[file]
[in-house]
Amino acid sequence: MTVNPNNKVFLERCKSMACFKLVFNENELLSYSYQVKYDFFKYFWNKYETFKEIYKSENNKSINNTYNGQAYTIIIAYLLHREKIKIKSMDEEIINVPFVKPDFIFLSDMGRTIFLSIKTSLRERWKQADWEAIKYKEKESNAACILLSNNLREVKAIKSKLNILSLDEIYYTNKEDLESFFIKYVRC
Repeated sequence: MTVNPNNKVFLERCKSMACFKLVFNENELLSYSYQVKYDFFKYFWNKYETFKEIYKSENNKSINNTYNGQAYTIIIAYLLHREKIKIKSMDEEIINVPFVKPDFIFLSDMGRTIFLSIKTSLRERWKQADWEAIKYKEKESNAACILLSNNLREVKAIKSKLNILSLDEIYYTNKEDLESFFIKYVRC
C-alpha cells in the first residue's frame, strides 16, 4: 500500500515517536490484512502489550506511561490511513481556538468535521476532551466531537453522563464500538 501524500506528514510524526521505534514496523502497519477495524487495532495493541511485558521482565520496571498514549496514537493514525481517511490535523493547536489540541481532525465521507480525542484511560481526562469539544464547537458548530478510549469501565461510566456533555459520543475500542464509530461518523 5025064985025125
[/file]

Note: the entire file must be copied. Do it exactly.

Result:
[in-house]
Amino acid sequence: MTVNPNNKVFLERCKSMACFKLVFNENELLSYSYQVKYDFFKYFWNKYETFKEIYKSENNKSINNTYNGQAYTIIIAYLLHREKIKIKSMDEEIINVPFVKPDFIFLSDMGRTIFLSIKTSLRERWKQADWEAIKYKEKESNAACILLSNNLREVKAIKSKLNILSLDEIYYTNKEDLESFFIKYVRC
Repeated sequence: MTVNPNNKVFLERCKSMACFKLVFNENELLSYSYQVKYDFFKYFWNKYETFKEIYKSENNKSINNTYNGQAYTIIIAYLLHREKIKIKSMDEEIINVPFVKPDFIFLSDMGRTIFLSIKTSLRERWKQADWEAIKYKEKESNAACILLSNNLREVKAIKSKLNILSLDEIYYTNKEDLESFFIKYVRC
C-alpha cells in the first residue's frame, strides 16, 4: 500500500515517536490484512502489550506511561490511513481556538468535521476532551466531537453522563464500538 501524500506528514510524526521505534514496523502497519477495524487495532495493541511485558521482565520496571498514549496514537493514525481517511490535523493547536489540541481532525465521507480525542484511560481526562469539544464547537458548530478510549469501565461510566456533555459520543475500542464509530461518523 5025064985025125